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Welcome to a New Generation of GA Bulldogs

Welcome to a New  Generation of GA Bulldogs
By Dick Yarbrough
Welcome to a New  Generation of GA Bulldogs
By Dick Yarbrough

There is a lot going on at my alma mater, the University of Georgia. Not all the news has been good. There was the tragedy last year when an athletic department staffer and a member of the football team were killed in a tragic car crash that law enforcement authorities say involved speeding, racing, reckless driving and alcohol impairment. This, ironically, hours after a parade in Athens to celebrate the team’s back-to-back College Football Playoff National Championships. A year later, the lawsuits and recriminations continue.

The latest tragedy involves 22-yearold nursing student, Laken Riley, who was killed while jogging last month. Jose Antonio Ibarra, an illegal immigrant from Venezuela, is charged with her murder. He had been previously arrested by both federal and state officials in multiple jurisdictions and had a bench warrant issued for his arrest in December in Athens after failing to appear in court in a shoplifting case.

I used to call Athens “The Classic City of the South,” but no more. The inmates are running the asylum now. The mayor is an unapologetic liberal weenie and the local district attorney archly announced she wouldn’t enforce all the laws of the land. Just the ones she agrees with.

And then, of course, there is all the hand-wringing over the football team’s prospects of another national championship, as though anything less is abject failure.

But in spite of all of this, the University of Georgia is busy doing what its mission states: “To teach, to serve, and to inquire into the nature of things.” In other words, it is first and foremost an academic institution. And a good one. UGA has been ranked among the top 20 among public universities for eight consecutive years and looking at the incoming Class of 2028, it is only going to get better.

The university announced that it had received more than 43,000 applications for admission and more than 15,900 students accepted for the fall semester. The incoming class comprises approximately 80% in-state students and 20% out-of-state students. In total, 20,100 applications came from in-state students representing 618 Georgia high schools in 148 of Georgia’s 159 counties. Applications from in-state students were up 7% this year. In addition, some 23,440 applications came from 48 states, Washington, D.C., and 41 countries.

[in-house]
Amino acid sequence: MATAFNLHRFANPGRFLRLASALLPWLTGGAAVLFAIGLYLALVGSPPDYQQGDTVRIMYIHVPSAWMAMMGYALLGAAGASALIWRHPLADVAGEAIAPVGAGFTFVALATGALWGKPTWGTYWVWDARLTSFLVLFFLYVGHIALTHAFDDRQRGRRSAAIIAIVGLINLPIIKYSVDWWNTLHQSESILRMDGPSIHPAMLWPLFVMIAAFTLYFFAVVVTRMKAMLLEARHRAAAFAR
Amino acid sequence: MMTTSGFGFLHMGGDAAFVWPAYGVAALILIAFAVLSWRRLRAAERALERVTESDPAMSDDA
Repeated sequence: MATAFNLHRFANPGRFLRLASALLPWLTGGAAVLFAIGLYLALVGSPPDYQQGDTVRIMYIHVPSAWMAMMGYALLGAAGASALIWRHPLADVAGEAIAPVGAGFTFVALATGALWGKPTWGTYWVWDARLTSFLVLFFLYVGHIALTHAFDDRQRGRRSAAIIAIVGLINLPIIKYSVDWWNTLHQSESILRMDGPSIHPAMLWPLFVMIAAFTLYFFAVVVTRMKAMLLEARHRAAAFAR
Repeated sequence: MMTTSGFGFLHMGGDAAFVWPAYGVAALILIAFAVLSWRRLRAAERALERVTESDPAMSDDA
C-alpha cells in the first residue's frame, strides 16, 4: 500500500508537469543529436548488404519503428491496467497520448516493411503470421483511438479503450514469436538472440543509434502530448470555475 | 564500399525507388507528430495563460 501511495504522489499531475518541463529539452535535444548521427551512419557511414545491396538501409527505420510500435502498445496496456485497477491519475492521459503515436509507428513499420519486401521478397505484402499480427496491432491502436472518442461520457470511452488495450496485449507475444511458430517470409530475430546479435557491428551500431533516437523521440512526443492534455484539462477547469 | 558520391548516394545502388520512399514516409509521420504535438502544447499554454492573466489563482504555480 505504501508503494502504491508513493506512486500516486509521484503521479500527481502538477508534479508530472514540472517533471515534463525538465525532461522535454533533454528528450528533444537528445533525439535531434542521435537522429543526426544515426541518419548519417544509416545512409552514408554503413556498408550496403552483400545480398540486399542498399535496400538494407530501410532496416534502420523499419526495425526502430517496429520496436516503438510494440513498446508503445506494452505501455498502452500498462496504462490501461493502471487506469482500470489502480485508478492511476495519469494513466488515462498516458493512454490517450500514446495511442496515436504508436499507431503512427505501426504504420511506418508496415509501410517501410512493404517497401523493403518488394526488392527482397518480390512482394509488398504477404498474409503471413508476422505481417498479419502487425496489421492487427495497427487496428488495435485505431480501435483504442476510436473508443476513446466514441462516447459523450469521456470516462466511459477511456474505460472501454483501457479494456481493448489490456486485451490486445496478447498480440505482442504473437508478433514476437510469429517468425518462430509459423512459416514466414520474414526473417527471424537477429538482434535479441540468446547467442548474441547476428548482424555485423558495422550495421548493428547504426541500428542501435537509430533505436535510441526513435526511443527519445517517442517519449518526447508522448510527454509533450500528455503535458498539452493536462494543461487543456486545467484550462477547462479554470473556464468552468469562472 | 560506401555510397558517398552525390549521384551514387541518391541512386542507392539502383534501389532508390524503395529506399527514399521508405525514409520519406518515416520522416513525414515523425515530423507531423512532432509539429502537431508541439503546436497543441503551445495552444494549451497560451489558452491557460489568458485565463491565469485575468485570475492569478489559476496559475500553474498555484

“While getting into the University of Georgia is increasingly competitive, UGA is the state’s flagship institution and our primary focus is on recruiting, admitting and enrolling Georgia residents,” said David Graves, director of undergraduate admissions.

Close to one-third of UGA’s graduates will enter the university as transfer students, as well. Decisions on admission of transfer students for summer and fall 2024 are being made with notification every Friday until mid-April.

Wherever they come from and however they got here, they are brighter than a newly minted penny. Admission was offered to those with superior academic records. The middle 50% of admitted students reported a GPA of 4.05-4.33; an ACT score of 29-34 and an SAT score of 1280-1470. Interestingly, first generation students, where neither parent nor guardian has earned a bachelor’s degree, make up 21.6% of the class.

Knowing all of this, I’m hiding my diploma lest the powers-that-be decide to take a look at my academic record. It was somewhere south of stellar. That will be our secret.

“As the University of Georgia’s reputation for excellence continues to grow, we are attracting the best and brightest students from across our state and around the world,” said UGA President Jere W. Morehead. “I congratulate all of the students admitted to the Class of 2028 and look forward to the many contributions they will make to our stellar academic community.”

I add my congratulations and I would offer the Class of 2028 some advice: Enjoy the next four years. They will be some of the most memorable years of your life. I don’t have to remind you to study hard. You could not have gotten into the university had you not had good study habits. But soak in the experience while you are there. I can promise you that there is nothing like Sanford Stadium on a bright, crisp fall afternoon. Have some fun. Party a little. (But not too much.) Get involved in campus life. Make friends. The ones you make will likely be friends for life.

Most importantly, remember that once your four years are over and you have that diploma in hand, no matter where life takes you, you will be Georgia Bulldogs forever. Welcome and Woof! Woof!

You can reach Dick Yarbrough at or at P.O. Box 725373, Atlanta, Georgia 31139.

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